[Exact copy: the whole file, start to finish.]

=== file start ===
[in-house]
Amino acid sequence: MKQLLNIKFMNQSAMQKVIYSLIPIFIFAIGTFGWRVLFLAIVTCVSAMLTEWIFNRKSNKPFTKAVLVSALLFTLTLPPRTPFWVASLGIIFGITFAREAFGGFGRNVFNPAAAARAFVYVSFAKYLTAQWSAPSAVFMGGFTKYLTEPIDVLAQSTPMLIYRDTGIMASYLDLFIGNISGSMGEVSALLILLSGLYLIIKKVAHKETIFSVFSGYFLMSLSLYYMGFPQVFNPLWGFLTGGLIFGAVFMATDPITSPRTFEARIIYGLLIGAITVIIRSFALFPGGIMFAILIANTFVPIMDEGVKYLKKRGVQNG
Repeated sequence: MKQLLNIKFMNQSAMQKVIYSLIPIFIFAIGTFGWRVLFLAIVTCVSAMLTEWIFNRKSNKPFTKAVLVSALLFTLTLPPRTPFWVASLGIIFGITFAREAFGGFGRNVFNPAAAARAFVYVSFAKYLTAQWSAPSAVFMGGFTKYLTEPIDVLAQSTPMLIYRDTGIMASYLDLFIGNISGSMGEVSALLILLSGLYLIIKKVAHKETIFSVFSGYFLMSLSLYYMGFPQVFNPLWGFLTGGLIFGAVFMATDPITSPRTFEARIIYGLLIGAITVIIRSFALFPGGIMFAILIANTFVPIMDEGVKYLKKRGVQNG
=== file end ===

[in-house]
Amino acid sequence: MKQLLNIKFMNQSAMQKVIYSLIPIFIFAIGTFGWRVLFLAIVTCVSAMLTEWIFNRKSNKPFTKAVLVSALLFTLTLPPRTPFWVASLGIIFGITFAREAFGGFGRNVFNPAAAARAFVYVSFAKYLTAQWSAPSAVFMGGFTKYLTEPIDVLAQSTPMLIYRDTGIMASYLDLFIGNISGSMGEVSALLILLSGLYLIIKKVAHKETIFSVFSGYFLMSLSLYYMGFPQVFNPLWGFLTGGLIFGAVFMATDPITSPRTFEARIIYGLLIGAITVIIRSFALFPGGIMFAILIANTFVPIMDEGVKYLKKRGVQNG
Repeated sequence: MKQLLNIKFMNQSAMQKVIYSLIPIFIFAIGTFGWRVLFLAIVTCVSAMLTEWIFNRKSNKPFTKAVLVSALLFTLTLPPRTPFWVASLGIIFGITFAREAFGGFGRNVFNPAAAARAFVYVSFAKYLTAQWSAPSAVFMGGFTKYLTEPIDVLAQSTPMLIYRDTGIMASYLDLFIGNISGSMGEVSALLILLSGLYLIIKKVAHKETIFSVFSGYFLMSLSLYYMGFPQVFNPLWGFLTGGLIFGAVFMATDPITSPRTFEARIIYGLLIGAITVIIRSFALFPGGIMFAILIANTFVPIMDEGVKYLKKRGVQNG